“The L Word” Recaps: Episode 6.05 “Litmus Test”

Alice admits that she and Tasha have been fighting a “little bit.”

Tina: And then you meet a new person, and you start hanging out all the time, the three of you, doing everything together. And you know what? It’s just great. And this new person starts to revitalize the relationship, pouring all this energy and excitement into it. And this syndrome, it can last weeks, months, or even … [to Bette, gasping] oh, remember Sally?

Bette and Tina assure Alice that the third-wheel thing is fine, “just as long as it doesn’t tip.” And “tipping” is “when one member of the couple falls in love with the third wheel and decides to act on it.” Bette has the key to preventing this:

Bette: So you just check yaself before you wreck yaself.

And at that moment, Kit sits down, looking flummoxed. She’s obviously thinking, “Whuh? Dat’s my line! I get the black lines!”

I wish Brooke Shields were here to help Bette embrace her newfound thugitude. “What did I just say? Check yourself before you wreck yourself!” (If you haven’t seen the Brooke Shields thing, really, do yourself the favor of clicking that link.)

They all (including Helena, who sneaked in at some point) laugh and tease Alice about her third-wheel crush.

Kit: That’s dangerous business. Uh-huh. And speaking of dangerous business…
Helena: [sighing] I could do without the segue, Kit.

And what’s Helena’s dangerous business? No, it’s not a Ponzi scheme with Dawn Denbo and her ex-lover Cindi. (Wouldn’t that be fun?) Instead, Helena is having dinner with Dylan on Saturday night. Bette, Tina and Alice find this unbelievable, I guess because they haven’t been clued in to how foreshadowing works on this show. They probably also think Bette has thwarted the third-wheel tipping stuff by warning Alice about it.

Helena: I can’t help myself. Dylan has colonized my thoughts.
Alice: Wow. That’s deep.

It’s also a lot like that line from “Mystery” by Indigo Girls: “You set up your place in my thoughts, moved in and made my thinking crowded.” And you know, I really could go crazy on a night like tonight.

Helena says she’s tired of trying not to think about Dylan. Her friends decide she should make an effort to “know” that Dylan isn’t going to f— her over again.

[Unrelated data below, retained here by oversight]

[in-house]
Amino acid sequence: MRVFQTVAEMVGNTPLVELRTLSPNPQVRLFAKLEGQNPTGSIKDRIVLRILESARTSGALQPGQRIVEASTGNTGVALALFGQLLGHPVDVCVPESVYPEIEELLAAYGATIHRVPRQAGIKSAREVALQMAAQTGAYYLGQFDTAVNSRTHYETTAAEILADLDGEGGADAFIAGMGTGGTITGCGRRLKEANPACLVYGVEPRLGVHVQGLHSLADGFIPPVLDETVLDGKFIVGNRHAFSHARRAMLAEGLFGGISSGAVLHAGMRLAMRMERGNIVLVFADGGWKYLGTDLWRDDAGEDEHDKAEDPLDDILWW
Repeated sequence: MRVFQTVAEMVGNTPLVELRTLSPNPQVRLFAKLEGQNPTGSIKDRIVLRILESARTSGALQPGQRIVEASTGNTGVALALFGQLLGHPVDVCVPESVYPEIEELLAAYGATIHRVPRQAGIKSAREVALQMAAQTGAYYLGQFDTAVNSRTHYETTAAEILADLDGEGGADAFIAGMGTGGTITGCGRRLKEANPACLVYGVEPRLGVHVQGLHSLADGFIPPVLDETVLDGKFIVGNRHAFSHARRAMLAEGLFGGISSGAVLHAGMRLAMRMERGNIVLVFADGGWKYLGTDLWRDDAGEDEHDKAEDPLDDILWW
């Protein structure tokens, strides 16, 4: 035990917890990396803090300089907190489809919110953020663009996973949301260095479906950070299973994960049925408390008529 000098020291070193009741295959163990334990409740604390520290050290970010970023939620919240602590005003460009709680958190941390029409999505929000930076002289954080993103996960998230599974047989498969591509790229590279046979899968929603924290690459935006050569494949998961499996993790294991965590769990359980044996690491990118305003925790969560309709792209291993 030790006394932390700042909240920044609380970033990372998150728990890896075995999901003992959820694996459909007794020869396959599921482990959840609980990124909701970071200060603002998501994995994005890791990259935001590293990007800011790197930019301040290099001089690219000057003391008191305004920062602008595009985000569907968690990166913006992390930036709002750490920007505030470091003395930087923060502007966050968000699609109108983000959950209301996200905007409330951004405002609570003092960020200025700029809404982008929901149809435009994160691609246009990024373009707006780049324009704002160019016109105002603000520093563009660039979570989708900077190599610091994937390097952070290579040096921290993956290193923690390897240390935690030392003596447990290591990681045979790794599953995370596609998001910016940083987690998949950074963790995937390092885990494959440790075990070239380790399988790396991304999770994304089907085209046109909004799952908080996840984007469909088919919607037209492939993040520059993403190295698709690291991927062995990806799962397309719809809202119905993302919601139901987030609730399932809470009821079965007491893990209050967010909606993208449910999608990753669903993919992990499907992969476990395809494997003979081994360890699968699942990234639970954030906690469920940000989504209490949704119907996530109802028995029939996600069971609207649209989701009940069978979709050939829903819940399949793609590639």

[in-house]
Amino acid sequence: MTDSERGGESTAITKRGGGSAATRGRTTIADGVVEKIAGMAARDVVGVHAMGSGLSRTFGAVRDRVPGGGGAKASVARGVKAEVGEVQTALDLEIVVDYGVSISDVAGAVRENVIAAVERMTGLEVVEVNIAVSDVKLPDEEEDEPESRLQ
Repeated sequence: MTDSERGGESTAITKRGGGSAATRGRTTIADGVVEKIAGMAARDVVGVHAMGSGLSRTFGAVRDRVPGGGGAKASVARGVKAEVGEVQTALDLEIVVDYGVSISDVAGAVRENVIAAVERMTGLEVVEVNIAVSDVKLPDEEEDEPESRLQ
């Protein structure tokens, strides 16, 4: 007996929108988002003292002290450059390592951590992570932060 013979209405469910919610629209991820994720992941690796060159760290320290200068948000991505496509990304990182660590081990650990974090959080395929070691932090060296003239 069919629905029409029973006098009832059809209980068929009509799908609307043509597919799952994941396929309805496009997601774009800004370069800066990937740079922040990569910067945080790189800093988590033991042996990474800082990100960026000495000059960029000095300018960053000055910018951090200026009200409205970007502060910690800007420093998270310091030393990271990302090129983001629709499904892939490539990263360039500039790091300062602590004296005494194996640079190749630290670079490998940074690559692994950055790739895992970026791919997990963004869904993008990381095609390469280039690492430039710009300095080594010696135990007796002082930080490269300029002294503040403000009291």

Helena: What’re you gonna do, Alice? You gonna make Dylan fill out a questionnaire?

They concoct a test that will “prove once and for all” whether Dylan is a gold-digging opportunist or just someone who got involved with the wrong, scheming guy. The camera dances around the table as everyone proposes a way of testing Dylan. As Dorothy Snarker noted, this is a lot like the Lara Perkins mission, only less fun. Hey, uh, L Word people? When we said we wanted scenes like the Soup Chef Caper, we didn’t mean we wanted you to lift scenes wholesale and plop them into episodes artificially. That’s exactly how this one feels: copied and pasted with no respect for the existing structure.

They decide to test Dylan with a starlet who’s looking for a filmmaker. Will Dylan take the starlet and the money and run, or will she stay true to her ethics and her fair Helena? And who, oh who, will the starlet be?

Bette: Niki Stevens.

Bette adds that the whole thing is “incredibly juvenile and ill-advised,” and she punctuates that by opening and closing her laptop. She’s been doing that a lot in this scene. I don’t know what it means, but I do know that I hope I’m a laptop lid in my next life.

So the plan is for Niki to pretend she wants Dylan to make her next movie.

Alice: And then we can have Niki hit on her and see if she sells Helena out for the big time.

She and Tina give this idea a double high-five. Why isn’t it more fun? Is it me?

Helena reluctantly agrees to this scheme. Everyone else agrees that tonight is the night to put the plan into action. But who will call Niki and get her to participate?

Tina: We have to bring in Shane and Jenny on this one.
Alice: I’m not talking to them right now. Especially not Jenny.
Tina: Fine. I’ll do it.
Bette: Doesn’t Jenny hate Niki?
Tina: Yeah, but she loves intrigue. And she doesn’t have to have any contact with Niki. All she has to do is impersonate her manager.

What? Jenny loves intrigue? Since when? She loves drama and grandstanding and sacrificing dogs in order to get revenge on humorless critics, but when did we start calling those things “intrigue”?

The superspies proceed to hatch their plot. Helena is already regretting the whole thing.